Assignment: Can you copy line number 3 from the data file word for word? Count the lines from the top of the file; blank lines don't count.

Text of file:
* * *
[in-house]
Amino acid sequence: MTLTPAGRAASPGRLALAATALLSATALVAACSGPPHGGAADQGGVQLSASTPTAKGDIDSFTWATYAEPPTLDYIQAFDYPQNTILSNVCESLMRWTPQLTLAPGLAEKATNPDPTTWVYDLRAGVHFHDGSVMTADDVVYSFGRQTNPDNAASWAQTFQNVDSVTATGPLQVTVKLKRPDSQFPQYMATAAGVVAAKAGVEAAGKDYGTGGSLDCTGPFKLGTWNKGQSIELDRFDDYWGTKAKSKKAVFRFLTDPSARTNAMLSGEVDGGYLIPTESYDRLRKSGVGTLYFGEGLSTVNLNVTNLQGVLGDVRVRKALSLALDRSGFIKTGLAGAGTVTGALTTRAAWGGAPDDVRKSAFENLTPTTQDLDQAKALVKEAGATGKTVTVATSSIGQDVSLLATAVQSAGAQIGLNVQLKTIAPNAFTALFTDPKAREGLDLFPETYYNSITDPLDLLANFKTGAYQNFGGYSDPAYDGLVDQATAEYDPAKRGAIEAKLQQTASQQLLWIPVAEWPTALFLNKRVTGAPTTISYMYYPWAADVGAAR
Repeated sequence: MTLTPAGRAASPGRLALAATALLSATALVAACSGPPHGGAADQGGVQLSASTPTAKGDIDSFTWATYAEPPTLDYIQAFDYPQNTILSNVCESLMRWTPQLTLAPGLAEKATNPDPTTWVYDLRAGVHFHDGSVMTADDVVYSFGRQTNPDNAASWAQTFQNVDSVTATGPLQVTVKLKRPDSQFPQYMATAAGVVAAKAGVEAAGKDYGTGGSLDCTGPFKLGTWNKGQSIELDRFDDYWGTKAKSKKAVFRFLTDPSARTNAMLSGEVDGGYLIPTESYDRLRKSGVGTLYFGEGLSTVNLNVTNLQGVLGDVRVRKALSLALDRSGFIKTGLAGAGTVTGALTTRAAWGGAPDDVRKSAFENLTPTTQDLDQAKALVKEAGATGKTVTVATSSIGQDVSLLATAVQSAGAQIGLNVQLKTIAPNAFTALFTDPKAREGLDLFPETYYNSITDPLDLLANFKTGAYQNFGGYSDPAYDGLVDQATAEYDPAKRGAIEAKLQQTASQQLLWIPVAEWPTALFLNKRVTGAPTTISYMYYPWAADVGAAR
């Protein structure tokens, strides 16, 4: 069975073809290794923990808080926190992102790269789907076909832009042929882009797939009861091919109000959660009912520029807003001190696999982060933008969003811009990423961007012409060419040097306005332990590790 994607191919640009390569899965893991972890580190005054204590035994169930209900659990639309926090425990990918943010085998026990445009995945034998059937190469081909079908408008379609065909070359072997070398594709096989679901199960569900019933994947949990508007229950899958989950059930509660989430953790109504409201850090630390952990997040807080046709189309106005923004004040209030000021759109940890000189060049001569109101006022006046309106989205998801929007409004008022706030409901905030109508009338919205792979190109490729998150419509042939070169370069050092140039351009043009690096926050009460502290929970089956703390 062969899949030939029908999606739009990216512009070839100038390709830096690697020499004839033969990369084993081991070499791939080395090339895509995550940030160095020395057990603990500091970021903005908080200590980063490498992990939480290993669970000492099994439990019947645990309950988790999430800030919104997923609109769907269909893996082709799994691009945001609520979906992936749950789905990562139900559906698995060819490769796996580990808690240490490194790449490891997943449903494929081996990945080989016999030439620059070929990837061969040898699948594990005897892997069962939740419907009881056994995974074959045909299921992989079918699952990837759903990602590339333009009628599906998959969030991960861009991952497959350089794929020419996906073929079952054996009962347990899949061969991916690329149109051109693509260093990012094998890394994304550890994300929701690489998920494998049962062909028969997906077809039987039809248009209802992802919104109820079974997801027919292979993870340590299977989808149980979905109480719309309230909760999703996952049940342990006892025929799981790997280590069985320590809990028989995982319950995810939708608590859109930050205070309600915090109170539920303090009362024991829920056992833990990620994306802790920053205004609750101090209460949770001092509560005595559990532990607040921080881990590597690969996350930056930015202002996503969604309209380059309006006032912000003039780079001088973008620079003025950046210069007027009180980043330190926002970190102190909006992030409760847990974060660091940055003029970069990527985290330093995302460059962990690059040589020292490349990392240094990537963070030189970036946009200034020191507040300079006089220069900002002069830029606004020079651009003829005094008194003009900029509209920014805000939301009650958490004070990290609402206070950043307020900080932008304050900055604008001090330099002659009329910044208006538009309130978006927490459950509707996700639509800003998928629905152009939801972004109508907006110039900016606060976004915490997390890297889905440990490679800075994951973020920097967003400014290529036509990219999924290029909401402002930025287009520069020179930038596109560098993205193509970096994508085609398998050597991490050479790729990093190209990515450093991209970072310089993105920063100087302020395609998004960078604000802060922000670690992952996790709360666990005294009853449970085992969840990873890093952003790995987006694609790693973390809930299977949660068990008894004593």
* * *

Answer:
Repeated sequence: MTLTPAGRAASPGRLALAATALLSATALVAACSGPPHGGAADQGGVQLSASTPTAKGDIDSFTWATYAEPPTLDYIQAFDYPQNTILSNVCESLMRWTPQLTLAPGLAEKATNPDPTTWVYDLRAGVHFHDGSVMTADDVVYSFGRQTNPDNAASWAQTFQNVDSVTATGPLQVTVKLKRPDSQFPQYMATAAGVVAAKAGVEAAGKDYGTGGSLDCTGPFKLGTWNKGQSIELDRFDDYWGTKAKSKKAVFRFLTDPSARTNAMLSGEVDGGYLIPTESYDRLRKSGVGTLYFGEGLSTVNLNVTNLQGVLGDVRVRKALSLALDRSGFIKTGLAGAGTVTGALTTRAAWGGAPDDVRKSAFENLTPTTQDLDQAKALVKEAGATGKTVTVATSSIGQDVSLLATAVQSAGAQIGLNVQLKTIAPNAFTALFTDPKAREGLDLFPETYYNSITDPLDLLANFKTGAYQNFGGYSDPAYDGLVDQATAEYDPAKRGAIEAKLQQTASQQLLWIPVAEWPTALFLNKRVTGAPTTISYMYYPWAADVGAAR